Providing New Nesting Habitat

It is possible to construct habitat specifically for Chimney Swifts. The most elaborate project of this kind was designed and built by Althea Sherman in 1915. This Chimney Swift Tower was nine feet square and twenty-eight feet tall. In the center was a two-foot square chimney that ran to a depth of fourteen feet. The artificial chimney was made of rough-sawn lumber, and was equipped with viewing ports and auger holes for observing and recording the home life of the Chimney Swifts.

Considerably less ambitious attempts have produced artificial chimneys that have been readily accepted by Chimney Swifts. In central Texas numerous towers have been erected in recent years. Many of these more modest structures have attracted nesting pairs of swifts the first year they were in place. Several have even been used as colonial roosts and have consistently attracted flocks of more than one hundred individuals in the late summer and early fall. Modern building materials place the project within the capabilities of most "do-it-yourselfers”.

Tower Design Basics

Dimensions

Chimney Swifts require a shaft that is at least eight feet deep and closed at the bottom. They will generally build their nest in the bottom 1/3 of the tower to protect their young from direct sunlight and rain showers. A minimum internal diameter of fourteen inches is adequate. Larger and deeper towers are also more attractive to swifts as communal roosts.

Materials

Rough texture on the inside is essential. An excellent material is 5/8” Textured One-eleven (T1-11) siding. It is rough-textured plywood with 1/2” grooves spaced every four inches. It is available from most lumberyards in 4’ x 8’ sheets, and can be cut into conveniently sized panels. Facing the textured surface to the inside of the tower and running the grooves horizontally creates footholds for the birds. The swifts are able to hold onto the entire surface of this material, but they seem to prefer lining up side by side on the grooves. Another excellent material is concrete cinder block -- although more expensive and difficult to work with, it creates a more permanent structure. The inside mortar joints should be left “sloppy” to provide as much rough texture as possible.

Construction

An air space between the inside chamber and the outside skin of wooden towers will prevent over-heating (a common problem with smaller towers). The space should be filled with a rigid insulation board.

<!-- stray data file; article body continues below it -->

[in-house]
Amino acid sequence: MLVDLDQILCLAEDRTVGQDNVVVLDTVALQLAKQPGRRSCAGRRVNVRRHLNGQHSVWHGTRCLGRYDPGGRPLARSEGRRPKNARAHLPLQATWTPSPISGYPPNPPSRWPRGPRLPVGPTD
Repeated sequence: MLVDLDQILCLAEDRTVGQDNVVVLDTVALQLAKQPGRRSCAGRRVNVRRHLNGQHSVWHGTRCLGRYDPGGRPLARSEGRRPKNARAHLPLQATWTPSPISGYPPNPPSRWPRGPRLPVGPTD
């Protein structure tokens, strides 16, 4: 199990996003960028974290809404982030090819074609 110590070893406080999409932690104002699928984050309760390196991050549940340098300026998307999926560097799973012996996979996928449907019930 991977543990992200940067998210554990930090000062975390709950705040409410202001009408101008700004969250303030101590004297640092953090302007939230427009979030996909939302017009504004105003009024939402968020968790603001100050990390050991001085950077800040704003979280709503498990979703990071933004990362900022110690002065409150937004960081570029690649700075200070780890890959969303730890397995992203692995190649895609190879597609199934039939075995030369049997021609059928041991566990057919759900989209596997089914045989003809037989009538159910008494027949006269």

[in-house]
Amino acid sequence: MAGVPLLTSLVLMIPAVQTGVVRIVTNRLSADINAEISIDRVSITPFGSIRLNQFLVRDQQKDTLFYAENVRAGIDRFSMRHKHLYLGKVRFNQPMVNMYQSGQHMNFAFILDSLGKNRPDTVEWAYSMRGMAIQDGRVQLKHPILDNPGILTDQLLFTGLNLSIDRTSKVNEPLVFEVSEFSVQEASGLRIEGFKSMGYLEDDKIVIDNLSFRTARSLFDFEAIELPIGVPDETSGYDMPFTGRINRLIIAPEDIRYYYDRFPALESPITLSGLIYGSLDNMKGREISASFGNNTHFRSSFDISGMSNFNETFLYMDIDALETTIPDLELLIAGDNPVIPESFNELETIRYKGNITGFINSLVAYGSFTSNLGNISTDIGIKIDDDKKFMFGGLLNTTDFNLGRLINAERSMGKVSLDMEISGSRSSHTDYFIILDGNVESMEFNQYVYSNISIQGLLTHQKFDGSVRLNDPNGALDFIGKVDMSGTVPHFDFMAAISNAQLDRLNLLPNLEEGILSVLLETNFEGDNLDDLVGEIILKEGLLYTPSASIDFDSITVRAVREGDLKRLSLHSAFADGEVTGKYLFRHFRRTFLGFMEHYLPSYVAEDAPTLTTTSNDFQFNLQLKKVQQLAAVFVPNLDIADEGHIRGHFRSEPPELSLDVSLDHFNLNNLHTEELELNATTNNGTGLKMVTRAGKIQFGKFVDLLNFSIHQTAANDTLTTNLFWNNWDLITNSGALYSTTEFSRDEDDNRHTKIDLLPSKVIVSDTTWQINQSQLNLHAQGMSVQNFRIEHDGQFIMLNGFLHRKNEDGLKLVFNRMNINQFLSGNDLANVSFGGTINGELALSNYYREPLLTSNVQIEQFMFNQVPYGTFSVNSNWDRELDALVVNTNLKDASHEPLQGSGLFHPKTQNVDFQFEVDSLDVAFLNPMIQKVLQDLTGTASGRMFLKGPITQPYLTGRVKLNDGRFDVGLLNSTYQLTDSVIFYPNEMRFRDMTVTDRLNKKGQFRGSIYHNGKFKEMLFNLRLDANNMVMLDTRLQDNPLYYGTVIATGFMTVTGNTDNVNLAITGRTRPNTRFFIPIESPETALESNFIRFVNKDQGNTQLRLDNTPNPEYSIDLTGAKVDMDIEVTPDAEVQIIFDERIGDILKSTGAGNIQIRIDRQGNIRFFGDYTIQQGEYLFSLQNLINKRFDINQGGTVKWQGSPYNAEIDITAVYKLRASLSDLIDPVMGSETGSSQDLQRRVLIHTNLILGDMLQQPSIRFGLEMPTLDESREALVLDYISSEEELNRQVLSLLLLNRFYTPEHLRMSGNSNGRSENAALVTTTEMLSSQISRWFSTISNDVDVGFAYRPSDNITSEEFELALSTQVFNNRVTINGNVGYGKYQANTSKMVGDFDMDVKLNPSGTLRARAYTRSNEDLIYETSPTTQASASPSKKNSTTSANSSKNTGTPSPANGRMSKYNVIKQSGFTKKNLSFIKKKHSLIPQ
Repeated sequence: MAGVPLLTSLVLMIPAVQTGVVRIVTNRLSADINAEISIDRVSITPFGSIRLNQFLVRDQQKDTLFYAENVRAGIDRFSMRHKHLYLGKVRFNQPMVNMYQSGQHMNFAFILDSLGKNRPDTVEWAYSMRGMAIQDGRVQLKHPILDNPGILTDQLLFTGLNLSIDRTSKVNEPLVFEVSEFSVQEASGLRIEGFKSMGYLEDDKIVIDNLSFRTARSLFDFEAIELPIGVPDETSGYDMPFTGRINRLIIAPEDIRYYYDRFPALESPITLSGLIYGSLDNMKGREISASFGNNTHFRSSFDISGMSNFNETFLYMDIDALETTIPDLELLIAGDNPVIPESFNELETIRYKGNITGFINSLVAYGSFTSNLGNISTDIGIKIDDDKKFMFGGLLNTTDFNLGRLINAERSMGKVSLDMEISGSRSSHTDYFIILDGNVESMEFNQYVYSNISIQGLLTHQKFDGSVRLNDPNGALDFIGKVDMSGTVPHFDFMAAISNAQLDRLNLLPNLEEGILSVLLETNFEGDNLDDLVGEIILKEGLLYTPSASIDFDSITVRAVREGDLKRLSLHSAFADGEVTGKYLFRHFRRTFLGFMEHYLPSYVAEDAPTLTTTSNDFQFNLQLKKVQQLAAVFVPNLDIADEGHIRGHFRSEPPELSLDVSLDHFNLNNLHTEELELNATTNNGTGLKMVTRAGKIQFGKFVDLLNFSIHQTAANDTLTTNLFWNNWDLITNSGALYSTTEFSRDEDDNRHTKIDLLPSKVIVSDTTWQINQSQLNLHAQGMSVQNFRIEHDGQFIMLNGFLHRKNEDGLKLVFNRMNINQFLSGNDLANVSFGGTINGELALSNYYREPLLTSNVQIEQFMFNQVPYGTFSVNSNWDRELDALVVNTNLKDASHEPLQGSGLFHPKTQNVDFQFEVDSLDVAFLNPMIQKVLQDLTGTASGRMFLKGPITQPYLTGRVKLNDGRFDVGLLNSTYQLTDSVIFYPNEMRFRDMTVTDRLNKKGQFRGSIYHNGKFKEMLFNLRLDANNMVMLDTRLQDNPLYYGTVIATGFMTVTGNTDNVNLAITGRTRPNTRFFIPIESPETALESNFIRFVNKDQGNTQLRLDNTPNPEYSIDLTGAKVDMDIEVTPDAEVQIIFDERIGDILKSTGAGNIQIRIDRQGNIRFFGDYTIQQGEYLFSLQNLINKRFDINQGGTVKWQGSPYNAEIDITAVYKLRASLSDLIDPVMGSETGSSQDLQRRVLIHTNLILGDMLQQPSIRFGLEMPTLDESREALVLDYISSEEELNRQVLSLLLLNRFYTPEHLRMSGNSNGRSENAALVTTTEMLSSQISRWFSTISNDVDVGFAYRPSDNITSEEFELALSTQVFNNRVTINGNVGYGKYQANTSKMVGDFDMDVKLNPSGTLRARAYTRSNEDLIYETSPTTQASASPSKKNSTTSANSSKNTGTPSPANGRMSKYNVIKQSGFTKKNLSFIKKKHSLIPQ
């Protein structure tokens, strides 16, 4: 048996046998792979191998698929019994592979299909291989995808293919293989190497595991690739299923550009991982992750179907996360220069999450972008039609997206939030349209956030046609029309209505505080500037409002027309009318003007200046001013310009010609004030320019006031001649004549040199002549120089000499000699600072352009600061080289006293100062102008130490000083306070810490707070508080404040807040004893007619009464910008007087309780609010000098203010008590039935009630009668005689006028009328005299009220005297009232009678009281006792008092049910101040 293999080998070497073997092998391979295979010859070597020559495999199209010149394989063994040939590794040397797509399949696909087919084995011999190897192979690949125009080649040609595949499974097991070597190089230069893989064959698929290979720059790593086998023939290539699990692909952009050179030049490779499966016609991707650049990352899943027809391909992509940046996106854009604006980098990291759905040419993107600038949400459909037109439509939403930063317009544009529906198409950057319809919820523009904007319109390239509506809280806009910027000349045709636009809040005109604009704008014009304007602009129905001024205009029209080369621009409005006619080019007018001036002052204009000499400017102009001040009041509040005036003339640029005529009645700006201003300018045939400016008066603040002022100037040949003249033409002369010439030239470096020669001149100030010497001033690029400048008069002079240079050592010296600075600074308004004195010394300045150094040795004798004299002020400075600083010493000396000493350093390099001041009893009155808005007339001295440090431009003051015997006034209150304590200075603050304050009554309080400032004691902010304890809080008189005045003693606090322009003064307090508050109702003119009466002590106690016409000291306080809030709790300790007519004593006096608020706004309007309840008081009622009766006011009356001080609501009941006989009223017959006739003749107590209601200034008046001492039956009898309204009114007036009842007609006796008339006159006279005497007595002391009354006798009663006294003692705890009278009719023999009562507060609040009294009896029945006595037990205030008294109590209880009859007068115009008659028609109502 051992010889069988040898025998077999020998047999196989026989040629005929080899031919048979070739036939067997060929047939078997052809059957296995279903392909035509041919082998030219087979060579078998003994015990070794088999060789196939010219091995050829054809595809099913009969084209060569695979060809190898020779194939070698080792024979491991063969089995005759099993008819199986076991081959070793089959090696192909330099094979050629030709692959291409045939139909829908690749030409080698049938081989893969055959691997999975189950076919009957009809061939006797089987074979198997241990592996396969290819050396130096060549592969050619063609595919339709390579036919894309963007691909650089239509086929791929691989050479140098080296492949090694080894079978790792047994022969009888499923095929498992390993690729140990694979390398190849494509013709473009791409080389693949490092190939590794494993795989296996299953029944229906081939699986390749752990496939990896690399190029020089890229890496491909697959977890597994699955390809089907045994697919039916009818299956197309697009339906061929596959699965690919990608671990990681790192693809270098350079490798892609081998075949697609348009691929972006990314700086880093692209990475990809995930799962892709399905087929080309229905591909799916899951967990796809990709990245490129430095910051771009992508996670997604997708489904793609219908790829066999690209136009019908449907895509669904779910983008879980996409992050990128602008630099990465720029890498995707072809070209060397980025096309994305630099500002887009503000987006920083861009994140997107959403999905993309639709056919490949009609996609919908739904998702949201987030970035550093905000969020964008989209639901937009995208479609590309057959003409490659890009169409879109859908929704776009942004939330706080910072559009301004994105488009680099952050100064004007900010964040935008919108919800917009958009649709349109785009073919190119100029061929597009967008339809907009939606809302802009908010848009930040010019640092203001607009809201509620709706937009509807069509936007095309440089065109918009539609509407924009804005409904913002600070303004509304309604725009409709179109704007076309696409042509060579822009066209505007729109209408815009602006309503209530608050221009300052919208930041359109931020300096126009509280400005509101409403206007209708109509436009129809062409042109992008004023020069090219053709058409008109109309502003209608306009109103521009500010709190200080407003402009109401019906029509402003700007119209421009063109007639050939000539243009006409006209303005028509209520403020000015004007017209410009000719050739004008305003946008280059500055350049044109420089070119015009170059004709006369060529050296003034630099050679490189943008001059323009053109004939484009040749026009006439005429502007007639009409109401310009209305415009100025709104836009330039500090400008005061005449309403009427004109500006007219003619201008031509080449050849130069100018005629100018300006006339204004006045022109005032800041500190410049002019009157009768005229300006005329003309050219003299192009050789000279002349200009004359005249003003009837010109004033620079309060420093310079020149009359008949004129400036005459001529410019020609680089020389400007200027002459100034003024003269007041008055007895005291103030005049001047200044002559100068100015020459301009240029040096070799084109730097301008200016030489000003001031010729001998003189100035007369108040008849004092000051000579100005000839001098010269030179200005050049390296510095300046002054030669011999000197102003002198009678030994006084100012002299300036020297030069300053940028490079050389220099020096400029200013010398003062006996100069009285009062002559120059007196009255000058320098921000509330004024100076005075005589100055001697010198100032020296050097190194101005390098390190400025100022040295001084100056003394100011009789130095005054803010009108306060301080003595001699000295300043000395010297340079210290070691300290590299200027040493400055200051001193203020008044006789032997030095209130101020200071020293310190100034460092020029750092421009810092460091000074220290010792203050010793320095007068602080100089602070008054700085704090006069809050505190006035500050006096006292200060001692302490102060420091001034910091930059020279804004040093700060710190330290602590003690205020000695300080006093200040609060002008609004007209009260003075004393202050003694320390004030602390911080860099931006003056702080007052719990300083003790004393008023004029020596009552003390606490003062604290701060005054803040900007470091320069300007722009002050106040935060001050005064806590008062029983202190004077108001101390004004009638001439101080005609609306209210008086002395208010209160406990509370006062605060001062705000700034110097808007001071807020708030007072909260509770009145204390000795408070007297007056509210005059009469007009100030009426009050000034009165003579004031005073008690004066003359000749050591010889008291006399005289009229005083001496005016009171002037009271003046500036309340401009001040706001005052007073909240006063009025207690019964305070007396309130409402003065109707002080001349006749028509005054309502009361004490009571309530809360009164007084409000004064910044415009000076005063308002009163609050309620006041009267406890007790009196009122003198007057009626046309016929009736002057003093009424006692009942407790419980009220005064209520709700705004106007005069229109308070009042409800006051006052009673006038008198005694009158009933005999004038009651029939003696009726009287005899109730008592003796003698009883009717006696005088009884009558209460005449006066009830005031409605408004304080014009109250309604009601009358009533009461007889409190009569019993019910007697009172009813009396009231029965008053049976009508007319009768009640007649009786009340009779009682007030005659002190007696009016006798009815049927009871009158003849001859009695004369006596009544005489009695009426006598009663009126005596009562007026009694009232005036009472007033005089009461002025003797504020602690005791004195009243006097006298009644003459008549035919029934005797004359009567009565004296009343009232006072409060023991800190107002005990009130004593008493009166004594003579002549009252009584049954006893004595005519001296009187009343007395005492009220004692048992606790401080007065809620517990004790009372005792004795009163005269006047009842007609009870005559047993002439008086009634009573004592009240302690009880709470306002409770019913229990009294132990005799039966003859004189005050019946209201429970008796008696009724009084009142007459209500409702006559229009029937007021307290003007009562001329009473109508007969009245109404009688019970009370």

A bottom with a grid of 3/8” ventilation holes spaced 1” apart keeps the inside darker and more attractive to swifts. It also protects against predation. If installed with several screws, the bottom can be easily removed for cleaning and inspection in the fall.

Towers should be fitted with a “sun collar” on the top, north-facing edge to protect the eggs and young from direct sunlight.

The outside of the tower should be finished with a light-colored paint or stain to reflect heat and protect it against the elements. However, the inside should be left unfinished to retain the rough texture of the wood.

Placement

Stabilizing the tower is important. The easiest method is to attach the tower to an existing structure. The north or east side of a building is preferable because the tower will remain cooler in the summer.

The top of the tower should extend four to six feet above the roof of any adjacent structure. This will make it obvious and accessible to Chimney Swifts but not to predators such as cats, raccoons and opossums. A predator guard is highly recommended: 24 inches of metal flashing around the top.

A freestanding tower on legs is easier to protect against mammalian predators and ants. It should be located in a small clearing. For an 8’ tower imbed the legs in a foundation measuring 36” x 36” x 6”. For a 12’ tower pour a foundation measuring 48” x 48” x 8”. Steel rebar or remesh will greatly increase the strength of the foundation.

Towers should be cleaned of droppings and old nests each fall after the swifts have migrated from the area. A cover may be placed over the top during the winter to protect the inside of the tower.


Additional Information:
Contact Information:

For more information about Chimney Swift conservation , please contact:

Paul and Georgean Kyle
c/o Driftwood Wildlife Association
1206 West 38th, Suite 1105
Austin, Texas 78705
(512) 266-3861